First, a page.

The New Year brings new and exciting developments. Will we have a life-changing overhaul of our health care system? Will it cause major changes in the makeup of Congress? And of course, how will our elected officials find new ways to extract money from us for their misguided ways?
The latest target for big city mayors is college students. Some mayors feel that they’ve exhausted all means of raising taxes to balance their budgets. However, since their cities are largely controlled by municipal unions, they are unwilling to adjust their employee payroll by cutting personnel, health care benefits or pension costs. Thus they seek new revenue sources to exploit. What better revenue source than young adults who don’t vote in the local area?
Taxing people who don’t vote locally has been a consistent theme for municipalities. Outrageous hotel taxes are a commonly-used ploy. When you book a hotel, you’re usually given the room rate, but somehow they always seem to leave out the 18% or so hotel tax and the various add-ons for special municipal projects. Very few travelers base their travel plans on the extra costs, but certainly feel a little nauseous when paying the bill. Other taxes, such as additional charges for car rentals from the local airport, are tried and true ways of soaking anyone other than the local constituents.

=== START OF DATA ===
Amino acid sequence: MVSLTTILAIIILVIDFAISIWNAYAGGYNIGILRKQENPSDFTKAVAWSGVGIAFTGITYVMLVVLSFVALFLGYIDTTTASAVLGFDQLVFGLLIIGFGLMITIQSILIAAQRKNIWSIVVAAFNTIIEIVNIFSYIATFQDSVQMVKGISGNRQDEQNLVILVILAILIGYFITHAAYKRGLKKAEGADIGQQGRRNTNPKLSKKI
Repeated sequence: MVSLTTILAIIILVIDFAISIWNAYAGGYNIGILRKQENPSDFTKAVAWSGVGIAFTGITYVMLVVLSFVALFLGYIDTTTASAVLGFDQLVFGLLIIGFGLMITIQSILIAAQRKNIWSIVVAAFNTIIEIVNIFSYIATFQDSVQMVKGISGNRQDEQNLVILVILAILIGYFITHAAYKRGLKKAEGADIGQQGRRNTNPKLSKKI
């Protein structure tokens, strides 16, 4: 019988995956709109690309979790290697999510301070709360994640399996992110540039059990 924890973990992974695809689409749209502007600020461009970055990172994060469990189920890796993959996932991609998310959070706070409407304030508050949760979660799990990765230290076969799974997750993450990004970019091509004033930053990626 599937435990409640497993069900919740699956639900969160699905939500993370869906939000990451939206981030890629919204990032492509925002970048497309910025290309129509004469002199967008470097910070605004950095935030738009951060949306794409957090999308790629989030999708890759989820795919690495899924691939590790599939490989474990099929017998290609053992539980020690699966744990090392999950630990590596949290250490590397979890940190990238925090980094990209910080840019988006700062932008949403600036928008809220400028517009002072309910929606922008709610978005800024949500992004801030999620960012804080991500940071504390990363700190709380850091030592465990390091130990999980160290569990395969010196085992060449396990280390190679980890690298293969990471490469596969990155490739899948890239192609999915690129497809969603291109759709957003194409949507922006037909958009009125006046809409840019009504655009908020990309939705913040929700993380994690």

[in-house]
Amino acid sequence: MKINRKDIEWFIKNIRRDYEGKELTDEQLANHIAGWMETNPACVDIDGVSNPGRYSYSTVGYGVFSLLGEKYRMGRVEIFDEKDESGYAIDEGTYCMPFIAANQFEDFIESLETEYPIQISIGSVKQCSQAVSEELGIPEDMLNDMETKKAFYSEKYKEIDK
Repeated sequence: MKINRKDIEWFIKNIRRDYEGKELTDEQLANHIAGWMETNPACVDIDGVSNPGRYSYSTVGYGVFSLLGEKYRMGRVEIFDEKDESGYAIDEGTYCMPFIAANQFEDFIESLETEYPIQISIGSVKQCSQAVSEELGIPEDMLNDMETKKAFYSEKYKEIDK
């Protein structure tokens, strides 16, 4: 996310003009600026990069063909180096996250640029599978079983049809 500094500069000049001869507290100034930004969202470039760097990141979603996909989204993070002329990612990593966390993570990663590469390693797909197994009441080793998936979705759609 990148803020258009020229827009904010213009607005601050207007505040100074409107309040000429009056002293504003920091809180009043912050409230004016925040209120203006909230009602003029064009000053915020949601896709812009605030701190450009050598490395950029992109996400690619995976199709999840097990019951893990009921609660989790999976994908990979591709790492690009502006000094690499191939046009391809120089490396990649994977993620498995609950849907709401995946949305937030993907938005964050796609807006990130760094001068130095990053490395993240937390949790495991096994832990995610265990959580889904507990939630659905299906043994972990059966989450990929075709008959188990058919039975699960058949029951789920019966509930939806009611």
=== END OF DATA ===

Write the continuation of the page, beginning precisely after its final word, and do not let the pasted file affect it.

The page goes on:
Some cities have already extorted payments from colleges, but now they want to establish a tax tied to each enrolled student. The three leaders in this movement appear to be Boston, Providence and Pittsburgh. Boston and Providence wish to institute a flat fee per semester of $100 to $150 per student. Pittsburgh wants to charge 1% of the annual tuition, which results in a tax of between $27 for community college and $409 for Carnegie-Mellon each year. Boston and Providence place an interesting twist on the scheme by exempting public colleges in favor of taxing private ones.
The rationale of public officials for increasing taxes is limited only by the imagination of mankind. Providence Mayor David Cicilline offered this gem, “It’s really about a shared commitment to the well-being of your community that you’re part of. Everyone should be doing their part and coming to the table.” It seems the mayor should attend one of these colleges so he learns never to end his sentence with a preposition.